Your SlideShare is downloading. ×
0
Open GL T0074 56 sm1
Open GL T0074 56 sm1
Open GL T0074 56 sm1
Open GL T0074 56 sm1
Open GL T0074 56 sm1
Open GL T0074 56 sm1
Open GL T0074 56 sm1
Open GL T0074 56 sm1
Open GL T0074 56 sm1
Open GL T0074 56 sm1
Open GL T0074 56 sm1
Open GL T0074 56 sm1
Open GL T0074 56 sm1
Open GL T0074 56 sm1
Open GL T0074 56 sm1
Open GL T0074 56 sm1
Open GL T0074 56 sm1
Open GL T0074 56 sm1
Open GL T0074 56 sm1
Open GL T0074 56 sm1
Open GL T0074 56 sm1
Open GL T0074 56 sm1
Open GL T0074 56 sm1
Open GL T0074 56 sm1
Open GL T0074 56 sm1
Upcoming SlideShare
Loading in...5
×

Thanks for flagging this SlideShare!

Oops! An error has occurred.

×
Saving this for later? Get the SlideShare app to save on your phone or tablet. Read anywhere, anytime – even offline.
Text the download link to your phone
Standard text messaging rates apply

Open GL T0074 56 sm1

163

Published on

0 Comments
0 Likes
Statistics
Notes
  • Be the first to comment

  • Be the first to like this

No Downloads
Views
Total Views
163
On Slideshare
0
From Embeds
0
Number of Embeds
0
Actions
Shares
0
Downloads
4
Comments
0
Likes
0
Embeds 0
No embeds

Report content
Flagged as inappropriate Flag as inappropriate
Flag as inappropriate

Select your reason for flagging this presentation as inappropriate.

Cancel
No notes for slide

Transcript

  • 1. CS 4731: Computer Graphics Lecture 18: Raster Graphics Part 1 Emmanuel Agu
  • 2. 2D Graphics Pipeline Object World Coordinates Object subset window to viewport mapping Object Screen coordinates RasterizationDisplay Applying world window Clipping Simple 2D Drawing Pipeline
  • 3. Rasterization (Scan Conversion) n Convert high-level geometry description to pixel colors in the frame buffer n Example: given vertex x,y coordinates determine pixel colors to draw line n Two ways to create an image: n Scan existing photograph n Procedurally compute values (rendering) Viewport Transformation Rasterization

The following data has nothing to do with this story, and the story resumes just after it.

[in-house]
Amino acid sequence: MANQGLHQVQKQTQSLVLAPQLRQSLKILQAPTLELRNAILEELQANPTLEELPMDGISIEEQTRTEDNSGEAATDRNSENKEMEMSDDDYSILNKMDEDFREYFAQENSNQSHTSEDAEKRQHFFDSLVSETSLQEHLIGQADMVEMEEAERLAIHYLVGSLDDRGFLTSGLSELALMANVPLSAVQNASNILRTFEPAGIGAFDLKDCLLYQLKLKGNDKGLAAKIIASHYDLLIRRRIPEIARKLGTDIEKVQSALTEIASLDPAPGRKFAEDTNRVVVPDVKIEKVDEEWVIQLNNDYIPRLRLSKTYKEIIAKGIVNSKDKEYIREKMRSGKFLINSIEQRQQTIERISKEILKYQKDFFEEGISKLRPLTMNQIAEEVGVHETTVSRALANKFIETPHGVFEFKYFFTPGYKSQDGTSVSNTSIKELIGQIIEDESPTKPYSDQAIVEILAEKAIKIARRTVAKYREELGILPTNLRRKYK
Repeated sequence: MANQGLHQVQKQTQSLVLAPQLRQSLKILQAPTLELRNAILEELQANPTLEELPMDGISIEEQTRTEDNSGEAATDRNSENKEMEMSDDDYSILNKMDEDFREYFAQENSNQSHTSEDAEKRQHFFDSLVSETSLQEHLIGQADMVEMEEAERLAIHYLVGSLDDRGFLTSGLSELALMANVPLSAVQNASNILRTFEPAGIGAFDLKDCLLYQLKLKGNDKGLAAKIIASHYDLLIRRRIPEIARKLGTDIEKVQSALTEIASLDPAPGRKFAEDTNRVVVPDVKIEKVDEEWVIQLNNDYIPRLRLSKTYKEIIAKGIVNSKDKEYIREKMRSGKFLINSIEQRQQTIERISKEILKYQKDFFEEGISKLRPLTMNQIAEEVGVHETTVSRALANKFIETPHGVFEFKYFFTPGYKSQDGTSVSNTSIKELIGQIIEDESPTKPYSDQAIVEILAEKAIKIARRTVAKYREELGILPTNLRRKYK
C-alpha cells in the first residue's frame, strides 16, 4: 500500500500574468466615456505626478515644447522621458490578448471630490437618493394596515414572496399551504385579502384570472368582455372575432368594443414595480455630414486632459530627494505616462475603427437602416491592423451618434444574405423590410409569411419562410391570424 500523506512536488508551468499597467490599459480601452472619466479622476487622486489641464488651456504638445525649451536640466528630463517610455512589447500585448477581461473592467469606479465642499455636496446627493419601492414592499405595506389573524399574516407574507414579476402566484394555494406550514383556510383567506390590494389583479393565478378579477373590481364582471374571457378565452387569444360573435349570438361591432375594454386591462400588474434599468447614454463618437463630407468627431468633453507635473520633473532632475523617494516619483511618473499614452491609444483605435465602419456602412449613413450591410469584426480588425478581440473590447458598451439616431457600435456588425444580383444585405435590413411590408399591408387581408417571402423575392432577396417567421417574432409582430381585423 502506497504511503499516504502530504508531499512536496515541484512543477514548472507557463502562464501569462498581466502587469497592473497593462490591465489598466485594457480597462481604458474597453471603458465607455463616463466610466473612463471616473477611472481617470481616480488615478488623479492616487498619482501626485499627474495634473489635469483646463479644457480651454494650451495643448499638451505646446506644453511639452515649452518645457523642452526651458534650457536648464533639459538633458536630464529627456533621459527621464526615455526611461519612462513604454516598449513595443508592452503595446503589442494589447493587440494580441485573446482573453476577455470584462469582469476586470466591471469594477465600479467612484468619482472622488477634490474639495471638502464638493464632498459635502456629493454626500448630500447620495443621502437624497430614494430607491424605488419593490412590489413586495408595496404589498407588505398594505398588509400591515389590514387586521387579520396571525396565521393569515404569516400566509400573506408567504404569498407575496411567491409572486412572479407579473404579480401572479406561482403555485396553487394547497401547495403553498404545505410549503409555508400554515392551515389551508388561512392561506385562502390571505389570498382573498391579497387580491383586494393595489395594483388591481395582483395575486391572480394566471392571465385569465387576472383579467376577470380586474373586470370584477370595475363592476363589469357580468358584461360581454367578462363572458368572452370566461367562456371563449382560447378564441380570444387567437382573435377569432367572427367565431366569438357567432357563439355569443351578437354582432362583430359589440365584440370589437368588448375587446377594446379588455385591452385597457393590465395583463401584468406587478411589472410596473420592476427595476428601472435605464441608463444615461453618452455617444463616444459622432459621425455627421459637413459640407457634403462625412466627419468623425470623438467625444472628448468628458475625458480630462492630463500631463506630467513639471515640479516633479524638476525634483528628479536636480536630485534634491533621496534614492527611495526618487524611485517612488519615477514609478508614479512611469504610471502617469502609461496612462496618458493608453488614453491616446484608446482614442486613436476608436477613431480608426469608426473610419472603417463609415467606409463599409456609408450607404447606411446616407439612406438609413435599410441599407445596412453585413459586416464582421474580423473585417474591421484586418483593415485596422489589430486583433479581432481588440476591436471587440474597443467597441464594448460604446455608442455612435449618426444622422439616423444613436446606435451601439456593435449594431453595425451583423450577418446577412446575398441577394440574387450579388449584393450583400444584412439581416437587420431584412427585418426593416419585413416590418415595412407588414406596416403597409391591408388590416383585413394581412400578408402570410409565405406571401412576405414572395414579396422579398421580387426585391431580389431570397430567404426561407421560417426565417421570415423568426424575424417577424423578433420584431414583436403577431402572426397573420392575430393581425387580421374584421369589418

• 4. Rasterization n A fundamental computer graphics function n Determine the pixels’ colors, illuminations, textures, etc. n Implemented by graphics hardware n Rasterization algorithms n Lines n Circles n Triangles n Polygons
  • 5. Rasterization Operations n Drawing lines on the screen n Manipulating pixel maps (pixmaps): copying, scaling, rotating, etc n Compositing images, defining and modifying regions n Drawing and filling polygons n Previously glBegin(GL_POLYGON), etc n Aliasing and antialiasing methods
  • 6. Line drawing algorithm n Programmer specifies (x,y) values of end pixels n Need algorithm to figure out which intermediate pixels are on line path n Pixel (x,y) values constrained to integer values n Actual computed intermediate line values may be floats n Rounding may be required. E.g. computed point (10.48, 20.51) rounded to (10, 21) n Rounded pixel value is off actual line path (jaggy!!) n Sloped lines end up having jaggies n Vertical, horizontal lines, no jaggies
  • 7. Line Drawing Algorithm 0 1 2 3 4 5 6 7 8 9 10 11 12 8 7 6 5 4 3 2 1 Line: (3,2) -> (9,6) ? Which intermediate pixels to turn on?
  • 8. Line Drawing Algorithm n Slope-intercept line equation n y = mx + b n Given two end points (x0,y0), (x1, y1), how to compute m and b? (x0,y0) (x1,y1) dx dy 01 01 xx yy dx dy m − − == 0*0 xmyb −=
  • 9. Line Drawing Algorithm n Numerical example of finding slope m: n (Ax, Ay) = (23, 41), (Bx, By) = (125, 96) 5392.0 102 55 23125 4196 == − − = − − = AxBx AyBy m
  • 10. Digital Differential Analyzer (DDA): Line Drawing Algorithm (x0,y0) (x1,y1) dx dy §Walk through the line, starting at (x0,y0) §Constrain x, y increments to values in [0,1] range §Case a: x is incrementing faster (m < 1) §Step in x=1 increments, compute and round y §Case b: y is incrementing faster (m > 1) §Step in y=1 increments, compute and round x m<1 m>1 m=1
  • 11. DDA Line Drawing Algorithm (Case a: m < 1) (x0, y0) x = x0 + 1 y = y0 + 1 * m Illuminate pixel (x, round(y)) x = x + 1 y = y + 1 * m Illuminate pixel (x, round(y)) … Until x == x1 (x1,y1) x = x0 y = y0 Illuminate pixel (x, round(y)) myy kk +=+1